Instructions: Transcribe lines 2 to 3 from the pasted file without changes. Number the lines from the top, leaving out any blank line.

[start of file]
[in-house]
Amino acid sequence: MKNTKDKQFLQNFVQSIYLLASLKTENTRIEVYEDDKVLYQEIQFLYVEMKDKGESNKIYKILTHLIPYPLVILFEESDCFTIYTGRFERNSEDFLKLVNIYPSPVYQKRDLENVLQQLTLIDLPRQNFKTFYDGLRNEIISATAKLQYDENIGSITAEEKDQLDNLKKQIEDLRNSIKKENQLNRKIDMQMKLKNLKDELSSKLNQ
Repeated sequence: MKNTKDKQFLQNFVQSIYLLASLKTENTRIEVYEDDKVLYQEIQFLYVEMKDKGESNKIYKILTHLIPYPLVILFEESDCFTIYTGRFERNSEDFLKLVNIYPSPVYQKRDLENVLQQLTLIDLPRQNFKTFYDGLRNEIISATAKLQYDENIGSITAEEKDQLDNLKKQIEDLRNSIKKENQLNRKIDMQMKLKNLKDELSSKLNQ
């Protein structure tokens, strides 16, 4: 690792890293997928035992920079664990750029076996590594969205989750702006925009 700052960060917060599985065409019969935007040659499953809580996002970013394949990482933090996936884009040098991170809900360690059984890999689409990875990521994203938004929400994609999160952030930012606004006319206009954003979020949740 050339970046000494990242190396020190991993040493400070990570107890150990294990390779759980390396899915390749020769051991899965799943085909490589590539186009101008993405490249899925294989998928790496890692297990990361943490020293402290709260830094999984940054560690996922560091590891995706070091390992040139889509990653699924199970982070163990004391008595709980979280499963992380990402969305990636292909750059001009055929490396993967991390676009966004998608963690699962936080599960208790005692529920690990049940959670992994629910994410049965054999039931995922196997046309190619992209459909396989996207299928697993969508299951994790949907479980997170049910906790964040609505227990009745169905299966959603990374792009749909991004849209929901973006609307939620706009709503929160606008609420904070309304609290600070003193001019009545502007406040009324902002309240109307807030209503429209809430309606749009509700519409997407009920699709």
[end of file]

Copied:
Amino acid sequence: MKNTKDKQFLQNFVQSIYLLASLKTENTRIEVYEDDKVLYQEIQFLYVEMKDKGESNKIYKILTHLIPYPLVILFEESDCFTIYTGRFERNSEDFLKLVNIYPSPVYQKRDLENVLQQLTLIDLPRQNFKTFYDGLRNEIISATAKLQYDENIGSITAEEKDQLDNLKKQIEDLRNSIKKENQLNRKIDMQMKLKNLKDELSSKLNQ
Repeated sequence: MKNTKDKQFLQNFVQSIYLLASLKTENTRIEVYEDDKVLYQEIQFLYVEMKDKGESNKIYKILTHLIPYPLVILFEESDCFTIYTGRFERNSEDFLKLVNIYPSPVYQKRDLENVLQQLTLIDLPRQNFKTFYDGLRNEIISATAKLQYDENIGSITAEEKDQLDNLKKQIEDLRNSIKKENQLNRKIDMQMKLKNLKDELSSKLNQ